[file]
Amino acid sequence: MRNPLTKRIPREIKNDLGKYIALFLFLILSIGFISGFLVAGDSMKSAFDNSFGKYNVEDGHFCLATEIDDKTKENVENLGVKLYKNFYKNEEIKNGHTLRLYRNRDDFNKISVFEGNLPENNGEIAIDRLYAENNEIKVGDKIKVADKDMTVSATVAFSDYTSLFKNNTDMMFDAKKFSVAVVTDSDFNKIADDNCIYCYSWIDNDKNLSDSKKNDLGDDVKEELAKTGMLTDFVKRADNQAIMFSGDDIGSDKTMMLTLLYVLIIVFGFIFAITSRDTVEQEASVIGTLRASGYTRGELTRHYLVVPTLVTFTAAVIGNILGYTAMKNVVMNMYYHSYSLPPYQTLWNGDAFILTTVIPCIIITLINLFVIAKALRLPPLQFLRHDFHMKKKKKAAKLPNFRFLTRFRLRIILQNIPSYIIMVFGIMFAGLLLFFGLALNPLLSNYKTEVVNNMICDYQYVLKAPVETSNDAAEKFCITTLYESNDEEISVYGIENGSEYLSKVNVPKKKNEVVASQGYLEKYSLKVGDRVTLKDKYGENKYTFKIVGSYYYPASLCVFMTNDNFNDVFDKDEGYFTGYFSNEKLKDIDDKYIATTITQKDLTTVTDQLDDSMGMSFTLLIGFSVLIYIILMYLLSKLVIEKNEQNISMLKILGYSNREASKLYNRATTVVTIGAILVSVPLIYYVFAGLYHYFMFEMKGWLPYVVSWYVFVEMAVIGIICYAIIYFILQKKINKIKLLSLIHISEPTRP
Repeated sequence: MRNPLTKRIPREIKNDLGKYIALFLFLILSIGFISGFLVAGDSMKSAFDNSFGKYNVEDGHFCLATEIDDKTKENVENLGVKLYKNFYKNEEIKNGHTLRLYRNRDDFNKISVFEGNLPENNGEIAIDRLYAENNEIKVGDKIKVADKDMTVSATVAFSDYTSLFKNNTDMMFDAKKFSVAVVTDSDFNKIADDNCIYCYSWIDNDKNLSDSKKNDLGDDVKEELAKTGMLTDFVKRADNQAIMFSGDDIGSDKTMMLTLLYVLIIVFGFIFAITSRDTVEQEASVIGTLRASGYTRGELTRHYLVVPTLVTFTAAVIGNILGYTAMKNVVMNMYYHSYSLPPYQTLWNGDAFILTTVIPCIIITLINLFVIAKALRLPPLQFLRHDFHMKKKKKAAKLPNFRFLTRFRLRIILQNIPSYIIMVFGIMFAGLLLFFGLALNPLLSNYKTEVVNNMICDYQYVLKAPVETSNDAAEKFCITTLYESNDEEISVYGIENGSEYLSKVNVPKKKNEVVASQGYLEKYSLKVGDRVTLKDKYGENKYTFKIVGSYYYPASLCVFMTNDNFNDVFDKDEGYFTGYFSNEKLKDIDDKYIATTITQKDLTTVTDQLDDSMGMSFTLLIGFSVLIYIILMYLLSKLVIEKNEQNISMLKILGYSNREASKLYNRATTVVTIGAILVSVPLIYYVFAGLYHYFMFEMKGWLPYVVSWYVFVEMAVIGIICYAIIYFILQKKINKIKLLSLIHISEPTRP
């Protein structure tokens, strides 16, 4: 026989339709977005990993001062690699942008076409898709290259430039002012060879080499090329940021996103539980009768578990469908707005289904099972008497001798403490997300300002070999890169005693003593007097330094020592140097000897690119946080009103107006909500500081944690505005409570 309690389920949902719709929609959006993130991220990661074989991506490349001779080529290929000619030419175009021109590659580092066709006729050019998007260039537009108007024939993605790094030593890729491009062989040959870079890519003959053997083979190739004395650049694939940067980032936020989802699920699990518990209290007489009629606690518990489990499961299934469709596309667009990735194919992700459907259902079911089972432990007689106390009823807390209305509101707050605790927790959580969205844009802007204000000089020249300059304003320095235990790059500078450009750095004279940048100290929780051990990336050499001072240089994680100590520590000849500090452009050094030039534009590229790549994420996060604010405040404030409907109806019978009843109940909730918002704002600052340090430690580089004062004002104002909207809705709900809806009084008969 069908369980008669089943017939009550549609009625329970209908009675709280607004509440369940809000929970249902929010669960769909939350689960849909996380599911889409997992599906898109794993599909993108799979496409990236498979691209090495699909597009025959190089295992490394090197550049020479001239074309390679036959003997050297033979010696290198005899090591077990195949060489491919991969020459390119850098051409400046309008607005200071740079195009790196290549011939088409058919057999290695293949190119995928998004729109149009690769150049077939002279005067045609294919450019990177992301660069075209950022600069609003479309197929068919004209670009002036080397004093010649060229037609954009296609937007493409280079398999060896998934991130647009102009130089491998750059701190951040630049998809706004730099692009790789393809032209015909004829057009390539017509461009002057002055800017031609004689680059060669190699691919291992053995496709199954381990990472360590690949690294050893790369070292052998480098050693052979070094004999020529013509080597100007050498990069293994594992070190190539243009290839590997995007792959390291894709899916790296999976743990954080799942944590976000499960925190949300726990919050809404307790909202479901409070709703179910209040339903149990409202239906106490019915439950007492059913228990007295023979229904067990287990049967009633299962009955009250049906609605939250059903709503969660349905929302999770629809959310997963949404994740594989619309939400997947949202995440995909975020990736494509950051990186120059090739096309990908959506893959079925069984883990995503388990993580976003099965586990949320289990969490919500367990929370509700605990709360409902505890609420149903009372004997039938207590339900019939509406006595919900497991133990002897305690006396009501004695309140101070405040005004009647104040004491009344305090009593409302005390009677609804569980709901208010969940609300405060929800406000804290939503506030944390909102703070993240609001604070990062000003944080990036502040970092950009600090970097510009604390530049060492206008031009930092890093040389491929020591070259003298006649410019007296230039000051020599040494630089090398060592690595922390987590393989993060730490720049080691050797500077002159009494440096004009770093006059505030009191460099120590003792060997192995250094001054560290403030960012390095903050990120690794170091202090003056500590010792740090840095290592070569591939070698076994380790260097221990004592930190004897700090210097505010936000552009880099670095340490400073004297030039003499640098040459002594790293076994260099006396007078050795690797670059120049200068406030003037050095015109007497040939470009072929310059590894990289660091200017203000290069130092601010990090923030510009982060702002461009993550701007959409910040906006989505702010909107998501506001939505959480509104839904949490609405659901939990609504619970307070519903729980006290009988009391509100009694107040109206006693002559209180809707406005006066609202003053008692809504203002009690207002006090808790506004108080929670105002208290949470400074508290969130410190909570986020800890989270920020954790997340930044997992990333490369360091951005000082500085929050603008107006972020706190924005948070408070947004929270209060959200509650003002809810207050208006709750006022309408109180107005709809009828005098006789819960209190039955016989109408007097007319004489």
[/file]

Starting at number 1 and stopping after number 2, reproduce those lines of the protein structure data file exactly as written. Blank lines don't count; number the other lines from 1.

Amino acid sequence: MRNPLTKRIPREIKNDLGKYIALFLFLILSIGFISGFLVAGDSMKSAFDNSFGKYNVEDGHFCLATEIDDKTKENVENLGVKLYKNFYKNEEIKNGHTLRLYRNRDDFNKISVFEGNLPENNGEIAIDRLYAENNEIKVGDKIKVADKDMTVSATVAFSDYTSLFKNNTDMMFDAKKFSVAVVTDSDFNKIADDNCIYCYSWIDNDKNLSDSKKNDLGDDVKEELAKTGMLTDFVKRADNQAIMFSGDDIGSDKTMMLTLLYVLIIVFGFIFAITSRDTVEQEASVIGTLRASGYTRGELTRHYLVVPTLVTFTAAVIGNILGYTAMKNVVMNMYYHSYSLPPYQTLWNGDAFILTTVIPCIIITLINLFVIAKALRLPPLQFLRHDFHMKKKKKAAKLPNFRFLTRFRLRIILQNIPSYIIMVFGIMFAGLLLFFGLALNPLLSNYKTEVVNNMICDYQYVLKAPVETSNDAAEKFCITTLYESNDEEISVYGIENGSEYLSKVNVPKKKNEVVASQGYLEKYSLKVGDRVTLKDKYGENKYTFKIVGSYYYPASLCVFMTNDNFNDVFDKDEGYFTGYFSNEKLKDIDDKYIATTITQKDLTTVTDQLDDSMGMSFTLLIGFSVLIYIILMYLLSKLVIEKNEQNISMLKILGYSNREASKLYNRATTVVTIGAILVSVPLIYYVFAGLYHYFMFEMKGWLPYVVSWYVFVEMAVIGIICYAIIYFILQKKINKIKLLSLIHISEPTRP
Repeated sequence: MRNPLTKRIPREIKNDLGKYIALFLFLILSIGFISGFLVAGDSMKSAFDNSFGKYNVEDGHFCLATEIDDKTKENVENLGVKLYKNFYKNEEIKNGHTLRLYRNRDDFNKISVFEGNLPENNGEIAIDRLYAENNEIKVGDKIKVADKDMTVSATVAFSDYTSLFKNNTDMMFDAKKFSVAVVTDSDFNKIADDNCIYCYSWIDNDKNLSDSKKNDLGDDVKEELAKTGMLTDFVKRADNQAIMFSGDDIGSDKTMMLTLLYVLIIVFGFIFAITSRDTVEQEASVIGTLRASGYTRGELTRHYLVVPTLVTFTAAVIGNILGYTAMKNVVMNMYYHSYSLPPYQTLWNGDAFILTTVIPCIIITLINLFVIAKALRLPPLQFLRHDFHMKKKKKAAKLPNFRFLTRFRLRIILQNIPSYIIMVFGIMFAGLLLFFGLALNPLLSNYKTEVVNNMICDYQYVLKAPVETSNDAAEKFCITTLYESNDEEISVYGIENGSEYLSKVNVPKKKNEVVASQGYLEKYSLKVGDRVTLKDKYGENKYTFKIVGSYYYPASLCVFMTNDNFNDVFDKDEGYFTGYFSNEKLKDIDDKYIATTITQKDLTTVTDQLDDSMGMSFTLLIGFSVLIYIILMYLLSKLVIEKNEQNISMLKILGYSNREASKLYNRATTVVTIGAILVSVPLIYYVFAGLYHYFMFEMKGWLPYVVSWYVFVEMAVIGIICYAIIYFILQKKINKIKLLSLIHISEPTRP